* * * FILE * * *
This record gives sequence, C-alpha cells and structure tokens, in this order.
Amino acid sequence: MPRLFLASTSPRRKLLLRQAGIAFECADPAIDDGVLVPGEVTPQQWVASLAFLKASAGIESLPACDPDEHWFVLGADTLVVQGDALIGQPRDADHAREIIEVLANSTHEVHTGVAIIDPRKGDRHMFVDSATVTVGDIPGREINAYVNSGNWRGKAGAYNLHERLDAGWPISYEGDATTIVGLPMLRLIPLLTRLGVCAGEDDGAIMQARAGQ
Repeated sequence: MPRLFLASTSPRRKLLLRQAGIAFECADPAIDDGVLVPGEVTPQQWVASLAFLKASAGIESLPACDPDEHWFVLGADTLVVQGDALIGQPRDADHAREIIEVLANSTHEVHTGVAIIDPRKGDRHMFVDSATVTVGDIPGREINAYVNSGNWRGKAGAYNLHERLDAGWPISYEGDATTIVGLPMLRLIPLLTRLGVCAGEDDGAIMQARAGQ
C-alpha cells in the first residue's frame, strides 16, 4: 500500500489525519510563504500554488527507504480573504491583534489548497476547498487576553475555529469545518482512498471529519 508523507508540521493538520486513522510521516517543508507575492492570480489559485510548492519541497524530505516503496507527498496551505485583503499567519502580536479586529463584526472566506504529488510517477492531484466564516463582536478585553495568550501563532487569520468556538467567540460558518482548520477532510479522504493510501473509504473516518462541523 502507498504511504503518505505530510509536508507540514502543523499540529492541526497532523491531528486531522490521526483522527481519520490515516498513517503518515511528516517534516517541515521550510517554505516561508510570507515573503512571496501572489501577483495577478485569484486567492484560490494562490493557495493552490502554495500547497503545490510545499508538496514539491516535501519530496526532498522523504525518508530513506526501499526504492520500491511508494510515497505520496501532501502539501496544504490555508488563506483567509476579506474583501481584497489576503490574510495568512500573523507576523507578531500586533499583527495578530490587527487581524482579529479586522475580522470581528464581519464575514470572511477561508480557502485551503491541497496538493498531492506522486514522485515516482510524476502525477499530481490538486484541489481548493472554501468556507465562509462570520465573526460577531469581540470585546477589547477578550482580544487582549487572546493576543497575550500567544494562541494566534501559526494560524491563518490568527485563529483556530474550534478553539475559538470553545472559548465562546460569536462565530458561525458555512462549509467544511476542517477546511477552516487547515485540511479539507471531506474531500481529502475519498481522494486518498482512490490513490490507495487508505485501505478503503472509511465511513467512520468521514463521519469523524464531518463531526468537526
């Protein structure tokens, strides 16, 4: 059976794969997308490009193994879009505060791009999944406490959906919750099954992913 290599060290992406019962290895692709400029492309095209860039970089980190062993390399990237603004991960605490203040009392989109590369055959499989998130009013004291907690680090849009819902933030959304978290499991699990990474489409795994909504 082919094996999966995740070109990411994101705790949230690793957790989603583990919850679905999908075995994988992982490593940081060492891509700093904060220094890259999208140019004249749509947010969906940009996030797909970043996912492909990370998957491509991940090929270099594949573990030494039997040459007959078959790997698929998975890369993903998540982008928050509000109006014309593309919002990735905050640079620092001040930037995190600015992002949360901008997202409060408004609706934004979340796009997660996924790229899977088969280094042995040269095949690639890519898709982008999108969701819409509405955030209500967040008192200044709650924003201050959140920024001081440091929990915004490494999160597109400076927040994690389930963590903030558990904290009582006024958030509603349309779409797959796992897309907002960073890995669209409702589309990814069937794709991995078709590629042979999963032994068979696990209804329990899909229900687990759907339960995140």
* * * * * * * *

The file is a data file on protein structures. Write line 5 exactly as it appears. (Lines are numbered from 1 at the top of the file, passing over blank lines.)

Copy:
């Protein structure tokens, strides 16, 4: 059976794969997308490009193994879009505060791009999944406490959906919750099954992913 290599060290992406019962290895692709400029492309095209860039970089980190062993390399990237603004991960605490203040009392989109590369055959499989998130009013004291907690680090849009819902933030959304978290499991699990990474489409795994909504 082919094996999966995740070109990411994101705790949230690793957790989603583990919850679905999908075995994988992982490593940081060492891509700093904060220094890259999208140019004249749509947010969906940009996030797909970043996912492909990370998957491509991940090929270099594949573990030494039997040459007959078959790997698929998975890369993903998540982008928050509000109006014309593309919002990735905050640079620092001040930037995190600015992002949360901008997202409060408004609706934004979340796009997660996924790229899977088969280094042995040269095949690639890519898709982008999108969701819409509405955030209500967040008192200044709650924003201050959140920024001081440091929990915004490494999160597109400076927040994690389930963590903030558990904290009582006024958030509603349309779409797959796992897309907002960073890995669209409702589309990814069937794709991995078709590629042979999963032994068979696990209804329990899909229900687990759907339960995140």